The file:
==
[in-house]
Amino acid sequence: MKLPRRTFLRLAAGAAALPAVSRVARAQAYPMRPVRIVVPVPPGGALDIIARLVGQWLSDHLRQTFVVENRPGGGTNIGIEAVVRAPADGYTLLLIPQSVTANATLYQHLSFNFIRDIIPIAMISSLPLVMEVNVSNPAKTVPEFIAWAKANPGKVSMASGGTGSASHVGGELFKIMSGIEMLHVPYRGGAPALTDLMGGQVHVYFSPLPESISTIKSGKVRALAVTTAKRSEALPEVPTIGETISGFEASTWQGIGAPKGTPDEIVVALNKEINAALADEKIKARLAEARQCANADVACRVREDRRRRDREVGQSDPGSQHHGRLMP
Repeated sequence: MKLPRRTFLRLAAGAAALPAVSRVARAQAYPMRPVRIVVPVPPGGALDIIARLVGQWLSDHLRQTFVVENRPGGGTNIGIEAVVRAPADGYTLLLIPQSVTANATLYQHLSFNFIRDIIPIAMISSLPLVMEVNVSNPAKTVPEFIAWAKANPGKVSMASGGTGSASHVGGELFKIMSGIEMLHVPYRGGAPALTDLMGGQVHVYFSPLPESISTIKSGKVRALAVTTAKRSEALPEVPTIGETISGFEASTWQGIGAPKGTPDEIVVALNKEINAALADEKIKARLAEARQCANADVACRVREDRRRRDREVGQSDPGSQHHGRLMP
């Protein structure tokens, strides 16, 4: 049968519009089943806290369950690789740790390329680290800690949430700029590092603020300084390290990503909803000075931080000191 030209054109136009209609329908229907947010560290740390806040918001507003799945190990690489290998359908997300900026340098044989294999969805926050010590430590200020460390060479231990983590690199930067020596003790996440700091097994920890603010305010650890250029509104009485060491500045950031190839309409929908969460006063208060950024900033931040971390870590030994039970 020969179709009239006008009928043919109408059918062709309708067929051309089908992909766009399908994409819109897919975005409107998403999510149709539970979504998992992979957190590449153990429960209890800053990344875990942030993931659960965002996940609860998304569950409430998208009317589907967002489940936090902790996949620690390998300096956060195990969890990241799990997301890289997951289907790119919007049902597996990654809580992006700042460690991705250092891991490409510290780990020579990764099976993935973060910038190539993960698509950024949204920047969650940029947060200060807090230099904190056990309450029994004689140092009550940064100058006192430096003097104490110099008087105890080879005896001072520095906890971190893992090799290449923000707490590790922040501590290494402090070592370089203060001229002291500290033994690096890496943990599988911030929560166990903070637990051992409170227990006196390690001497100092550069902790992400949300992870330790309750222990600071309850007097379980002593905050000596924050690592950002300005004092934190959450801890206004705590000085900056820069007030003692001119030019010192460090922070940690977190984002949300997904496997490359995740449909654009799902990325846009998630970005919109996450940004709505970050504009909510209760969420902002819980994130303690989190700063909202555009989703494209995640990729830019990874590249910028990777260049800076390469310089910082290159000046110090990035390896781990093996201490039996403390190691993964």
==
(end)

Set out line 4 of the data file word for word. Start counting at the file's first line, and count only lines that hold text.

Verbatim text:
């Protein structure tokens, strides 16, 4: 049968519009089943806290369950690789740790390329680290800690949430700029590092603020300084390290990503909803000075931080000191 030209054109136009209609329908229907947010560290740390806040918001507003799945190990690489290998359908997300900026340098044989294999969805926050010590430590200020460390060479231990983590690199930067020596003790996440700091097994920890603010305010650890250029509104009485060491500045950031190839309409929908969460006063208060950024900033931040971390870590030994039970 020969179709009239006008009928043919109408059918062709309708067929051309089908992909766009399908994409819109897919975005409107998403999510149709539970979504998992992979957190590449153990429960209890800053990344875990942030993931659960965002996940609860998304569950409430998208009317589907967002489940936090902790996949620690390998300096956060195990969890990241799990997301890289997951289907790119919007049902597996990654809580992006700042460690991705250092891991490409510290780990020579990764099976993935973060910038190539993960698509950024949204920047969650940029947060200060807090230099904190056990309450029994004689140092009550940064100058006192430096003097104490110099008087105890080879005896001072520095906890971190893992090799290449923000707490590790922040501590290494402090070592370089203060001229002291500290033994690096890496943990599988911030929560166990903070637990051992409170227990006196390690001497100092550069902790992400949300992870330790309750222990600071309850007097379980002593905050000596924050690592950002300005004092934190959450801890206004705590000085900056820069007030003692001119030019010192460090922070940690977190984002949300997904496997490359995740449909654009799902990325846009998630970005919109996450940004709505970050504009909510209760969420902002819980994130303690989190700063909202555009989703494209995640990729830019990874590249910028990777260049800076390469310089910082290159000046110090990035390896781990093996201490039996403390190691993964």